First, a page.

Mother Russia Looks Back

       At the start of the 21st century two brave individuals are looking back, as far as memory will take them, into early 20th and pre-Revolutionary Russia.

Sergey is essentially the theatre director, coming to the study of folklore from his early work in the theatre, having moved on to dramatizing folk tales for The Youth Experimental Theatre of Folk Drama in Irkutsk, now making videos and television programmes on folklore and rituals. The film “Snopot”, (made in 1997), vividly brings to life the annual ritual in the village of Snopot in Brianskaya province; it celebrates the legend of the sudden appearance (in the XV-th century or earlier), of a spring with miraculous healing properties, where an icon of the Virgin Mary came to rest on the river bank. The story tells that God took pity on the hard-working peasants and sent the icon as an excuse for a Holy Day or holiday. (The more likely explanation of the icon's appearance is that, as it was not permitted to destroy them, old blackened pictures were secretly thrown out of the great churches of Moscow, into the river.) The film captures the exuberance of the villagers, decked with flowers, singing and dancing their way to the well, where those seeking restoration to health, pass under the arches of arms holding towel-covered icons, to be blessed with the holy water. The film is a small masterpiece of Russian art, both in its use of colour and vision to reproduce the country side, and in its delicate homage to the ordinary Russian country people.

I was privileged to accompany his wife, Yelena, the academic of the pair, in her search for the old ways and beliefs. Starting as a student in 1985, she has been visiting this area of Kaluzhskaya province at least twice a year, in summer and winter, to collect the old stories of spirit people, witches, sorcerers and forest nymphs, how to avoid their evil powers, and
use their good. In her own words, she was "charmed by the beauty of nature and the good will and hospitality of the country people." For her, despite studying folklore in other areas of Russia, this province has a special appeal. "The more I know this area, its people and their culture, the stronger this land wins my mind and my heart." This important attempt to capture the vanishing past of a mighty people suffered the financial problems of the inflation which has struck Russia in the past ten years. At first the couple financed themselves, hiring video equipment to make their records, but costs soon soared out of their pockets. Then they discovered EARTHWATCH, and have been able to continue their studies with its financial support and its volunteers. It was in this capacity that I joined a small group of two Americans, two English and two Russians, (Yelena and a student interpreter), to stay in the village of Yakimovo, population approximately 250, in the district of Kirov, of Kaluzhskaya province, some six hours' bus journey (380 kilometres) south-west of Moscow in February of last year.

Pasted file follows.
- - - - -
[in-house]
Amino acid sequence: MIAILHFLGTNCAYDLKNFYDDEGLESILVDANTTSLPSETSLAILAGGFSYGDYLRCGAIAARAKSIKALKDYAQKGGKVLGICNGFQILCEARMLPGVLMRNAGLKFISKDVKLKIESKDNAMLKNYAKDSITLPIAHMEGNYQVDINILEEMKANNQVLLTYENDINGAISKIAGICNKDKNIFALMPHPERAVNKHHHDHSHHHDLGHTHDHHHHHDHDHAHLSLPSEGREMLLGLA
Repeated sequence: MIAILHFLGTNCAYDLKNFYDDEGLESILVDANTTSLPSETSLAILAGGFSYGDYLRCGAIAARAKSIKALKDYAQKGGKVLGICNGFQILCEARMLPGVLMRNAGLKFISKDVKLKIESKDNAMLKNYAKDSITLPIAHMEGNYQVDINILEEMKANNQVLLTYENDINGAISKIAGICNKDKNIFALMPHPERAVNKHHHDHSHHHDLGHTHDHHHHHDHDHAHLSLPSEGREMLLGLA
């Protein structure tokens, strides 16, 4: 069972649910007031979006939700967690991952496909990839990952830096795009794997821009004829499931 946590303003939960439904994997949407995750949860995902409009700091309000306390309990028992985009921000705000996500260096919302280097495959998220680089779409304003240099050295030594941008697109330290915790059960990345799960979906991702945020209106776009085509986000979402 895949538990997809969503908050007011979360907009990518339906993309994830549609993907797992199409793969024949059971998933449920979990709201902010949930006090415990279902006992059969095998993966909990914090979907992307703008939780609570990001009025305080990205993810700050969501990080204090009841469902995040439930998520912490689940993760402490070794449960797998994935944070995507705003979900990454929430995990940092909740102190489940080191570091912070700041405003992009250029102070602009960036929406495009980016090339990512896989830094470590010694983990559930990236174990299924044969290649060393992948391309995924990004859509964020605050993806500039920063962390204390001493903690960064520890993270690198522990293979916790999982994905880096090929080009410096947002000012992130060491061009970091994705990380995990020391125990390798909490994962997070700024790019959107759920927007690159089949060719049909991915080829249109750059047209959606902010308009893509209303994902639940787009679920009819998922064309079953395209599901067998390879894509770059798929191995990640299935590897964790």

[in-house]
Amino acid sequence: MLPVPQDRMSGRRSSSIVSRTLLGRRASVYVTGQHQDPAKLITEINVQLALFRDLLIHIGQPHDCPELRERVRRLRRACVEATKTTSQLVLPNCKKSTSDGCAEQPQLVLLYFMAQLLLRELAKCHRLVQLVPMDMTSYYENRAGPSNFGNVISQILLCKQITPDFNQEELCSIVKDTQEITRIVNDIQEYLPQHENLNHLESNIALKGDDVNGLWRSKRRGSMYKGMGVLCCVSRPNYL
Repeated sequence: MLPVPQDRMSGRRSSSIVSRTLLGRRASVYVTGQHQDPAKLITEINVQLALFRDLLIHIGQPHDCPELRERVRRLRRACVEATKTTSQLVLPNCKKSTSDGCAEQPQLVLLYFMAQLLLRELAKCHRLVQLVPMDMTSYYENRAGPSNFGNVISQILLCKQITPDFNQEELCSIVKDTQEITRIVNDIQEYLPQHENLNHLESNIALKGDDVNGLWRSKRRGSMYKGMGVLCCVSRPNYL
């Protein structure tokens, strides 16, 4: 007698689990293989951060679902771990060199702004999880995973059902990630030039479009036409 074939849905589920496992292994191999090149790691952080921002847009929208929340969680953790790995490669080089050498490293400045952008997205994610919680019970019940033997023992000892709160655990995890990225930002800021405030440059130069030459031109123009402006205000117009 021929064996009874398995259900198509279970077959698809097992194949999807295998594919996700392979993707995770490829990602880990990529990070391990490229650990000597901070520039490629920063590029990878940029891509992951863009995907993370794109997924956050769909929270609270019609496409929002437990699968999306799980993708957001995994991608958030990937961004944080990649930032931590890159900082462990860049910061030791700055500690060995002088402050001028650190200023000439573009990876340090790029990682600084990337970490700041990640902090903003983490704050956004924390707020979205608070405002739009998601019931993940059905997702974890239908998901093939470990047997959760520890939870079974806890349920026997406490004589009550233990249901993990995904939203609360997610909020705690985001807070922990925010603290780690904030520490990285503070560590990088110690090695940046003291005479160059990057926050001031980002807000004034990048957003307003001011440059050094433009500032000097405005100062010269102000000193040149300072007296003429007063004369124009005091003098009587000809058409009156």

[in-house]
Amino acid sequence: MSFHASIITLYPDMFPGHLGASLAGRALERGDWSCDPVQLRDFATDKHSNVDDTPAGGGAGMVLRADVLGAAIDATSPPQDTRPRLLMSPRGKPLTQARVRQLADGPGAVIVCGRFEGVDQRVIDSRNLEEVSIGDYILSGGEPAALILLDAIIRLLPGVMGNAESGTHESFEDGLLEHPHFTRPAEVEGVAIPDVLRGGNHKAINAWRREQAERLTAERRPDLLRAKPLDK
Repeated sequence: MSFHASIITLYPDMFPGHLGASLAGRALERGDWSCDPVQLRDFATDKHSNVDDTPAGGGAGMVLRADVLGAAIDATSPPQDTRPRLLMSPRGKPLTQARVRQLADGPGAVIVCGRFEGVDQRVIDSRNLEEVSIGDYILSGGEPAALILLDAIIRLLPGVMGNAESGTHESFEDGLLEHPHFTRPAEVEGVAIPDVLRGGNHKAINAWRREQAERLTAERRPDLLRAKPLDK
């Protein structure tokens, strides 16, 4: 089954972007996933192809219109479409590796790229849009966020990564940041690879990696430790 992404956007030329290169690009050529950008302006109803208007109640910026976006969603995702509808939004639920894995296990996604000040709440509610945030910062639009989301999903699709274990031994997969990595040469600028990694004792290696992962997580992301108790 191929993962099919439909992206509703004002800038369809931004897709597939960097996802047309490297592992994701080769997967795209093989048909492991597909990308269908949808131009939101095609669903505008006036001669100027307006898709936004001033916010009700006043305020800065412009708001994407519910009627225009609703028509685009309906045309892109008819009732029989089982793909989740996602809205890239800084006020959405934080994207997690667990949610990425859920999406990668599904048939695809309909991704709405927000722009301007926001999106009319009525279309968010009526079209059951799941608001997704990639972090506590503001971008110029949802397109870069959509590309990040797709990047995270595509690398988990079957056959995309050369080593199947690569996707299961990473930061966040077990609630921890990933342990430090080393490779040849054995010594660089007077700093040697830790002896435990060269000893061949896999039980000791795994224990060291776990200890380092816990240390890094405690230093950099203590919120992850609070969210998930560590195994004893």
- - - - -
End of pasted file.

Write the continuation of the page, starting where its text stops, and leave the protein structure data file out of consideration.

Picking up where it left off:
Russia in winter means snow, and we were not disappointed. We stumbled out of the bus in the dark, to a scene which could have illustrated a Dostoievsky tale. Behind us loomed trees, ahead a light gleamed through branches, and we trudged, well wrapped and booted, over the white expanse to the nearest house. When we were greeted by a robust beaming lady and bundled into a landrover to be taken the half mile to our lodging, the image was only slightly dented; for we were welcomed into a one-storey, three-roomed (with kitchen) peasant house where Gogol's "souls" might have lived, and hit by a strong smell of pig!

It was three days before we discovered the source of the smell, two piglets, being kept in the cupboard next to the kitchen stove for warmth against the winter. The traditional stove was also the source of heat for warming water, cooking, baking and brewing; it provided a warm bed for our hostess, and a hiding place for her husband to sleep off his drunken orgies. A second stove in the living/sleeping area kept us so warm at night we needed no blankets even with the layers of snow outside.

Over the next ten days, we recorded old folk songs, watched as the traditional wedding ceremonials were re-enacted, in the spacious new community hall, complete with cinema and library, (but without an indoor toilet), copied the patterns embroidered on ritual cloths used for ceremonies such as funerals and the celebration depicted in the film. We listened to the community "undertaker", who had first said the prayers for her own dead parents, when a priest not been available, and now performed the ceremonies for most of the village. We walked round the village to interview ladies of sixty years and over about their knowledge of house spirits ("brownies"), wood spirits and witches. In the shabby state tenements (where dogs congregated on the stairs), old ladies told of customs from their childhood, when people would collect boughs, make wreaths and go to the river at Whitsun, or how friends or relatives had been trapped in the wood by a hostile spirit, unable to find the way home. In spotless small houses, where the huge tiled stove made a warm bed for the cat, we met also scepticism and doubt of the old beliefs.